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Stochastic dissipative quantum spin chains (I) : Quantum fluctuating discrete hydrodynamics

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      Abstract

      Motivated by the search for a quantum analogue of the macroscopic fluctuation theory, we study quantum spin chains dissipatively coupled to quantum noise. The dynamical processes are encoded in quantum stochastic differential equations. They induce dissipative friction on the spin chain currents. We show that, as the friction becomes stronger, the noise induced dissipative effects localize the spin chain states on a slow mode manifold, and we determine the effective stochastic quantum dynamics of these slow modes. We illustrate this approach by studying the quantum stochastic Heisenberg spin chain.

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      Nonequilibrium dynamics of closed interacting quantum systems

      This colloquium gives an overview of recent theoretical and experimental progress in the area of nonequilibrium dynamics of isolated quantum systems. We particularly focus on quantum quenches: the temporal evolution following a sudden or slow change of the coupling constants of the system Hamiltonian. We discuss several aspects of the slow dynamics in driven systems and emphasize the universality of such dynamics in gapless systems with specific focus on dynamics near continuous quantum phase transitions. We also review recent progress on understanding thermalization in closed systems through the eigenstate thermalization hypothesis and discuss relaxation in integrable systems. Finally we overview key experiments probing quantum dynamics in cold atom systems and put them in the context of our current theoretical understanding.
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        Quantum computation and quantum-state engineering driven by dissipation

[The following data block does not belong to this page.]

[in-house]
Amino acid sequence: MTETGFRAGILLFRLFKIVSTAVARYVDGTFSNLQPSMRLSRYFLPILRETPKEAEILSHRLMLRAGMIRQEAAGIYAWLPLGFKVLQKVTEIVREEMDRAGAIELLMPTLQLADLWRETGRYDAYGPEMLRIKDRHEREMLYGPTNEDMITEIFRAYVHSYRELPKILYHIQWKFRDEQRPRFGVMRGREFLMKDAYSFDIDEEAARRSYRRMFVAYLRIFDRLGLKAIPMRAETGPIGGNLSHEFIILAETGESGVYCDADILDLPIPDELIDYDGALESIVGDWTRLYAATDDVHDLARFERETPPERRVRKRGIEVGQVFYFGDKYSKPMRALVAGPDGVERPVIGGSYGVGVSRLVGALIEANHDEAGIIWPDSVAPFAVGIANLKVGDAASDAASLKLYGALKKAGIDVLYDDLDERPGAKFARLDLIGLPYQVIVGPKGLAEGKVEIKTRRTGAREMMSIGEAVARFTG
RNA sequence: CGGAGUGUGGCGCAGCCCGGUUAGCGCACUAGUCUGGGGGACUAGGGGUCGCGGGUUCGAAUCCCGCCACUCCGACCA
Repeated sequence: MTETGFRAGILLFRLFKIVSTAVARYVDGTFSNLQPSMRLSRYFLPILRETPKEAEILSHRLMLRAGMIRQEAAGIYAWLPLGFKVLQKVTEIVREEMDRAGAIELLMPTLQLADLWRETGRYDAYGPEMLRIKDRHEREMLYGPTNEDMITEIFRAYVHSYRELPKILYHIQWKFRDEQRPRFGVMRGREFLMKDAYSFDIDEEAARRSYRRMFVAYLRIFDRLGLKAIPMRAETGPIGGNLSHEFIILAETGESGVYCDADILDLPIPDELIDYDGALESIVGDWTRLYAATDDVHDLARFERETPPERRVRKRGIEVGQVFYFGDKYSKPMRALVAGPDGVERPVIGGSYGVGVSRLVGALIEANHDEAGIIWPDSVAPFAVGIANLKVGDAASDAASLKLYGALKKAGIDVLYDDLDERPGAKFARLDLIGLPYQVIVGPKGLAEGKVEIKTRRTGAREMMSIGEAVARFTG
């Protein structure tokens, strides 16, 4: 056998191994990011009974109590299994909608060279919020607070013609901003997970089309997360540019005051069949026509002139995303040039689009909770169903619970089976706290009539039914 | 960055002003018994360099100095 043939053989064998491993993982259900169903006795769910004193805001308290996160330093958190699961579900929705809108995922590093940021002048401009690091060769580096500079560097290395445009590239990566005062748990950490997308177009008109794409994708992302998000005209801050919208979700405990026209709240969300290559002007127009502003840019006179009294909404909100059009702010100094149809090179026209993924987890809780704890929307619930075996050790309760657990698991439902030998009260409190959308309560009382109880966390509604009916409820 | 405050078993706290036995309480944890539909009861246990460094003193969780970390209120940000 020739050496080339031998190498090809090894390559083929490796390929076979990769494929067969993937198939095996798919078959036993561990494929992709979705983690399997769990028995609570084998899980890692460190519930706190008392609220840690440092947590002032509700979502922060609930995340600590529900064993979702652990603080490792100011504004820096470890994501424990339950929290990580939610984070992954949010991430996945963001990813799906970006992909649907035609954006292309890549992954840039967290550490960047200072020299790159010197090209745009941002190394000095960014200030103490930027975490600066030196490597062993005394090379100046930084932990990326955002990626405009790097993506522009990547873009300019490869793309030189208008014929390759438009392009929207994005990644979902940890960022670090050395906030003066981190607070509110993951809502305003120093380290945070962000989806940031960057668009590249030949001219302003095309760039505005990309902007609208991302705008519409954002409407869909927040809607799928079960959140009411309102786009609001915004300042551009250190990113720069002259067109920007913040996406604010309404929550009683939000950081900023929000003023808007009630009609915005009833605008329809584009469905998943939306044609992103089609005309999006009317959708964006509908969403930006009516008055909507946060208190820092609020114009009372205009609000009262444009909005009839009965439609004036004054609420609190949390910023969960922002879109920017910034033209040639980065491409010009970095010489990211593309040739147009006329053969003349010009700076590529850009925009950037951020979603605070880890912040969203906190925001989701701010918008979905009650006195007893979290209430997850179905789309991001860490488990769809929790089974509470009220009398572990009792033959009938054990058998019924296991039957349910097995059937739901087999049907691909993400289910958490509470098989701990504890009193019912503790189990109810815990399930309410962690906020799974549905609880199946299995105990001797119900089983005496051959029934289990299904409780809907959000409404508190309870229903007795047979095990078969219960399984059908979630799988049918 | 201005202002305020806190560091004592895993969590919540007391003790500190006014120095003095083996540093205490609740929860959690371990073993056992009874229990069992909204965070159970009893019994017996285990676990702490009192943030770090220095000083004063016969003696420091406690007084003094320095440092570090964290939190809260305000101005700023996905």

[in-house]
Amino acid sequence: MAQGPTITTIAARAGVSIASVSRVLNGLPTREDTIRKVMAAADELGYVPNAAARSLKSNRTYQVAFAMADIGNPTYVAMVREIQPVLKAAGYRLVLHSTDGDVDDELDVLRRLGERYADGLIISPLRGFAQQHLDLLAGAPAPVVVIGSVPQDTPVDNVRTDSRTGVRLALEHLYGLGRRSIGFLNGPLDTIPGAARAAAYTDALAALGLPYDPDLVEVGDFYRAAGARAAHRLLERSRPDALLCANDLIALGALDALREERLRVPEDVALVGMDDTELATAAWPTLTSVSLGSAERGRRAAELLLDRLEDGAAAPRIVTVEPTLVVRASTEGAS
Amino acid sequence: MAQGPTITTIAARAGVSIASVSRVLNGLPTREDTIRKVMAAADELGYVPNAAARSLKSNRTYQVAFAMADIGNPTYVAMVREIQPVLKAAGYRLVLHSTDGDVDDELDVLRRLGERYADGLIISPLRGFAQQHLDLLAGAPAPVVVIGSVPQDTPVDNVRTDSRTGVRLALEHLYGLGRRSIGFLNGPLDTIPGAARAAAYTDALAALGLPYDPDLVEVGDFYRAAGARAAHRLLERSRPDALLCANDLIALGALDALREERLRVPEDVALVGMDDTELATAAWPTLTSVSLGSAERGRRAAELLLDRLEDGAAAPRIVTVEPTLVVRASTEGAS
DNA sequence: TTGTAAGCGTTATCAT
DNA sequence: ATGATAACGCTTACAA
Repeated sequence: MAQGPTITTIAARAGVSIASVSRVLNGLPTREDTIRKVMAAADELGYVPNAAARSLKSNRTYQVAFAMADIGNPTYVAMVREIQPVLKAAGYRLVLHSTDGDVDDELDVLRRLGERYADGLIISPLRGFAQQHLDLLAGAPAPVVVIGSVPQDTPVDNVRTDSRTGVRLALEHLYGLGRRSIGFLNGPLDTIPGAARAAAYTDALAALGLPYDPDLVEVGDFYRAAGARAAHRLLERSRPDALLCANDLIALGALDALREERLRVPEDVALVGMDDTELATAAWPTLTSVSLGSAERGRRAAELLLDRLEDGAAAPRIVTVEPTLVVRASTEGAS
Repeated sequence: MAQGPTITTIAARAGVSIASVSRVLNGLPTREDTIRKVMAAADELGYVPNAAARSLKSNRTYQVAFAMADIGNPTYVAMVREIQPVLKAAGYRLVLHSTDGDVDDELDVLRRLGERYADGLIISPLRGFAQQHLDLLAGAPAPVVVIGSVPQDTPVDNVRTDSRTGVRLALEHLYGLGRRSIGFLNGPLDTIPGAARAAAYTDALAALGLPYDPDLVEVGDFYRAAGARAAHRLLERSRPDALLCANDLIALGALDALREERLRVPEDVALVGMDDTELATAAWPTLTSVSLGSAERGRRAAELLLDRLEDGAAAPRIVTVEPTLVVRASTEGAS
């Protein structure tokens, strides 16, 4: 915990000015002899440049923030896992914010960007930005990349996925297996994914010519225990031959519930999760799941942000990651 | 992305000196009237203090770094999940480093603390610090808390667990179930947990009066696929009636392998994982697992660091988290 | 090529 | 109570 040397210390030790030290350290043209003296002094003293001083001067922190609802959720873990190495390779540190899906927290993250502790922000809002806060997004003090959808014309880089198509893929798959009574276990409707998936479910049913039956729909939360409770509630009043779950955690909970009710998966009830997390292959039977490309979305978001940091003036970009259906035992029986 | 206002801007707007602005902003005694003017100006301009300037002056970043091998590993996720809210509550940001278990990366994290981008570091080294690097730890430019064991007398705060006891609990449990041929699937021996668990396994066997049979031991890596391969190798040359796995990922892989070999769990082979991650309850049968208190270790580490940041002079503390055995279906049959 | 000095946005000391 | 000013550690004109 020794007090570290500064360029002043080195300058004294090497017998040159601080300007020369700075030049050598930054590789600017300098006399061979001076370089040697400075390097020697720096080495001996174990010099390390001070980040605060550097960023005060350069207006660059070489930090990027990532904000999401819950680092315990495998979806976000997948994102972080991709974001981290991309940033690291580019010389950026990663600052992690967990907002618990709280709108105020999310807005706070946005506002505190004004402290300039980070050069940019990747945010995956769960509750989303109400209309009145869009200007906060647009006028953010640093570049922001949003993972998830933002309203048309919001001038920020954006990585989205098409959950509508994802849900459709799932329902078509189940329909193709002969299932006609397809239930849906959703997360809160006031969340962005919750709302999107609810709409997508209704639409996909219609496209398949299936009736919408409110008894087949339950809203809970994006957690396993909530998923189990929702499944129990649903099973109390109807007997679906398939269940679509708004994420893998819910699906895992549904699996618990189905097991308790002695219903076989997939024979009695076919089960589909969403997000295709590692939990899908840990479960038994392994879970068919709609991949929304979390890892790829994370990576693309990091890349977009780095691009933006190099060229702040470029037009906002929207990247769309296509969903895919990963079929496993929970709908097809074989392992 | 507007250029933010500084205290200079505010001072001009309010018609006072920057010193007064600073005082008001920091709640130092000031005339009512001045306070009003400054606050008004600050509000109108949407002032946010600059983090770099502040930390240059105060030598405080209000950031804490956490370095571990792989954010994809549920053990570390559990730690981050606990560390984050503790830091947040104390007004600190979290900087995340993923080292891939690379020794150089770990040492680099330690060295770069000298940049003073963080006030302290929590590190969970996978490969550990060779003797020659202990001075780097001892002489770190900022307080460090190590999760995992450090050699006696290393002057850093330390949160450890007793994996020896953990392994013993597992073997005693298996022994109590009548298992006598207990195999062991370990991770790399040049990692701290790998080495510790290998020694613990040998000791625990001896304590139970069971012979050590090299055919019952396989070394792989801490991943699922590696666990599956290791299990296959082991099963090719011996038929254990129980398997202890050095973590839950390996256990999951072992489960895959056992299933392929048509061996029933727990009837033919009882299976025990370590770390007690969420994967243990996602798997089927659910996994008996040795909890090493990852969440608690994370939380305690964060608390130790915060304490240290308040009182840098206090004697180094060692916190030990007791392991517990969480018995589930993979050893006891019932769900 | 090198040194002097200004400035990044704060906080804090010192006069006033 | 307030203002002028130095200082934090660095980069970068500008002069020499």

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          Progressive field-state collapse and quantum non-demolition photon counting

          The irreversible evolution of a microscopic system under measurement is a central feature of quantum theory. From an initial state generally exhibiting quantum uncertainty in the measured observable, the system is projected into a state in which this observable becomes precisely known. Its value is random, with a probability determined by the initial system's state. The evolution induced by measurement (known as 'state collapse') can be progressive, accumulating the effects of elementary state changes. Here we report the observation of such a step-by-step collapse by measuring non-destructively the photon number of a field stored in a cavity. Atoms behaving as microscopic clocks cross the cavity successively. By measuring the light-induced alterations of the clock rate, information is progressively extracted, until the initially uncertain photon number converges to an integer. The suppression of the photon number spread is demonstrated by correlations between repeated measurements. The procedure illustrates all the postulates of quantum measurement (state collapse, statistical results and repeatability) and should facilitate studies of non-classical fields trapped in cavities.
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            Author and article information

            Affiliations
            [1 ]CEA Saclay
            [2 ]École Normale Supérieure
            Journal
            SciPost Physics
            SciPost Phys.
            Stichting SciPost
            2542-4653
            2017
            November 04 2017
            : 3
            : 5
            10.21468/SciPostPhys.3.5.033
            © 2017

            This work is licensed under a Creative Commons Attribution 4.0 Unported License. To view a copy of this license, visit http://creativecommons.org/licenses/by/4.0/

            Physics

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